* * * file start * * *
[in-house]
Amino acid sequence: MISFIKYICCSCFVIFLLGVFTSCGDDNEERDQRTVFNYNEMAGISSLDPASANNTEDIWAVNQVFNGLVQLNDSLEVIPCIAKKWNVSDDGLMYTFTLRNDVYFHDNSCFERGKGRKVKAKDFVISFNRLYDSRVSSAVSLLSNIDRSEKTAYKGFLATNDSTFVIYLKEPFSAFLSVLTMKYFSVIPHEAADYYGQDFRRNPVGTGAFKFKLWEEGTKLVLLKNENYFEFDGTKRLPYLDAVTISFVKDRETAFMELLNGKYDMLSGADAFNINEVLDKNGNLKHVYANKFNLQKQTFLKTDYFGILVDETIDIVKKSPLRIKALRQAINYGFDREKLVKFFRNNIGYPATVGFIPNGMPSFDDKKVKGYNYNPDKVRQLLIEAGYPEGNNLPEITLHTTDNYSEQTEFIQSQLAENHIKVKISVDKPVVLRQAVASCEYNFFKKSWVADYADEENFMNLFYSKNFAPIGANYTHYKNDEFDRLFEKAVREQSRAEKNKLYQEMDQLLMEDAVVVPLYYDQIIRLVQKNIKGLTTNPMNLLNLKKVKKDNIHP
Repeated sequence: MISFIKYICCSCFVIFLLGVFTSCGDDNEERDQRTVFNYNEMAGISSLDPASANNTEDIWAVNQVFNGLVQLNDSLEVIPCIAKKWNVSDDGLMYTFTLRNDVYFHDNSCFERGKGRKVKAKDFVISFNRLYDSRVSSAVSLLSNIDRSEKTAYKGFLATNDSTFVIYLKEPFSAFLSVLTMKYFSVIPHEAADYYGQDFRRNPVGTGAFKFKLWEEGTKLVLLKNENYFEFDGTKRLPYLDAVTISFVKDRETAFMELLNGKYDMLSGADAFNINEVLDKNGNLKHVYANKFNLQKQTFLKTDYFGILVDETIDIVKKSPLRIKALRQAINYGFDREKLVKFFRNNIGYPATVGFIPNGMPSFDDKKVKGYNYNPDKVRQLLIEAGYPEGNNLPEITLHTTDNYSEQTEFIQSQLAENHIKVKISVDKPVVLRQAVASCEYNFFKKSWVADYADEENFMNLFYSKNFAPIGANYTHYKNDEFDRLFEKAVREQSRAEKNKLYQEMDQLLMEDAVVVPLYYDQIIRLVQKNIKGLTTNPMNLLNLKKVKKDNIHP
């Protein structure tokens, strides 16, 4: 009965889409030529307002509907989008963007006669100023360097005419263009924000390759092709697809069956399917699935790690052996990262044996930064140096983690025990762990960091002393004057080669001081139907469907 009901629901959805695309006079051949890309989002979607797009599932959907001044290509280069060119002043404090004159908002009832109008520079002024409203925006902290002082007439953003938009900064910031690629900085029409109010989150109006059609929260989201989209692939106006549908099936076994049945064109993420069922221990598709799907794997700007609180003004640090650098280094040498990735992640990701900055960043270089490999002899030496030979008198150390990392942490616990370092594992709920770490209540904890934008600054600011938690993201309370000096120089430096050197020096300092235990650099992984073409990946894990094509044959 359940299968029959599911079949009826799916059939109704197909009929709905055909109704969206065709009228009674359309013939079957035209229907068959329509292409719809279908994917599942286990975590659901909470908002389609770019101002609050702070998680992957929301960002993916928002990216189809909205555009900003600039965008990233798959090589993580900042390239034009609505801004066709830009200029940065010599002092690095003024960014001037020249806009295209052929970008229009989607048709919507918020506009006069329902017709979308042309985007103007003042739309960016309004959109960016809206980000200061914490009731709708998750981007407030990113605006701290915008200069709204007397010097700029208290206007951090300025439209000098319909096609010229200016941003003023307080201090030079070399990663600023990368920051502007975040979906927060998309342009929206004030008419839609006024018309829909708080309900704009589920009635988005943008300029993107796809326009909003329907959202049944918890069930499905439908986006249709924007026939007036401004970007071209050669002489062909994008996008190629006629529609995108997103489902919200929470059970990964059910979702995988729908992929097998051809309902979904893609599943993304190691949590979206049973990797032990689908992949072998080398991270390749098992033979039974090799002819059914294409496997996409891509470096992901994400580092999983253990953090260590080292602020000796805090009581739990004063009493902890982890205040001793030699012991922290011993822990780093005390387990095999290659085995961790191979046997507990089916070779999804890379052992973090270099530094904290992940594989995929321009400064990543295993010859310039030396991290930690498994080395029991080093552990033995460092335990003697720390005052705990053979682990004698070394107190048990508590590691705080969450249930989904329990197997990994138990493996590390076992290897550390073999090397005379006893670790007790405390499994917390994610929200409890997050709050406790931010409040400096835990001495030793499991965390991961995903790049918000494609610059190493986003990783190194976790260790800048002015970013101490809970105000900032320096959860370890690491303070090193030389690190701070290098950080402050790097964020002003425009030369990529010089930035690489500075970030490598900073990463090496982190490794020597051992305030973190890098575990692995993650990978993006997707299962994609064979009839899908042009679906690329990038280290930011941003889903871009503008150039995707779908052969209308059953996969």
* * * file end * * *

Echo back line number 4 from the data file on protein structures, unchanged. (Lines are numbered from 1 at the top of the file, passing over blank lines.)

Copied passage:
């Protein structure tokens, strides 16, 4: 009965889409030529307002509907989008963007006669100023360097005419263009924000390759092709697809069956399917699935790690052996990262044996930064140096983690025990762990960091002393004057080669001081139907469907 009901629901959805695309006079051949890309989002979607797009599932959907001044290509280069060119002043404090004159908002009832109008520079002024409203925006902290002082007439953003938009900064910031690629900085029409109010989150109006059609929260989201989209692939106006549908099936076994049945064109993420069922221990598709799907794997700007609180003004640090650098280094040498990735992640990701900055960043270089490999002899030496030979008198150390990392942490616990370092594992709920770490209540904890934008600054600011938690993201309370000096120089430096050197020096300092235990650099992984073409990946894990094509044959 359940299968029959599911079949009826799916059939109704197909009929709905055909109704969206065709009228009674359309013939079957035209229907068959329509292409719809279908994917599942286990975590659901909470908002389609770019101002609050702070998680992957929301960002993916928002990216189809909205555009900003600039965008990233798959090589993580900042390239034009609505801004066709830009200029940065010599002092690095003024960014001037020249806009295209052929970008229009989607048709919507918020506009006069329902017709979308042309985007103007003042739309960016309004959109960016809206980000200061914490009731709708998750981007407030990113605006701290915008200069709204007397010097700029208290206007951090300025439209000098319909096609010229200016941003003023307080201090030079070399990663600023990368920051502007975040979906927060998309342009929206004030008419839609006024018309829909708080309900704009589920009635988005943008300029993107796809326009909003329907959202049944918890069930499905439908986006249709924007026939007036401004970007071209050669002489062909994008996008190629006629529609995108997103489902919200929470059970990964059910979702995988729908992929097998051809309902979904893609599943993304190691949590979206049973990797032990689908992949072998080398991270390749098992033979039974090799002819059914294409496997996409891509470096992901994400580092999983253990953090260590080292602020000796805090009581739990004063009493902890982890205040001793030699012991922290011993822990780093005390387990095999290659085995961790191979046997507990089916070779999804890379052992973090270099530094904290992940594989995929321009400064990543295993010859310039030396991290930690498994080395029991080093552990033995460092335990003697720390005052705990053979682990004698070394107190048990508590590691705080969450249930989904329990197997990994138990493996590390076992290897550390073999090397005379006893670790007790405390499994917390994610929200409890997050709050406790931010409040400096835990001495030793499991965390991961995903790049918000494609610059190493986003990783190194976790260790800048002015970013101490809970105000900032320096959860370890690491303070090193030389690190701070290098950080402050790097964020002003425009030369990529010089930035690489500075970030490598900073990463090496982190490794020597051992305030973190890098575990692995993650990978993006997707299962994609064979009839899908042009679906690329990038280290930011941003889903871009503008150039995707779908052969209308059953996969």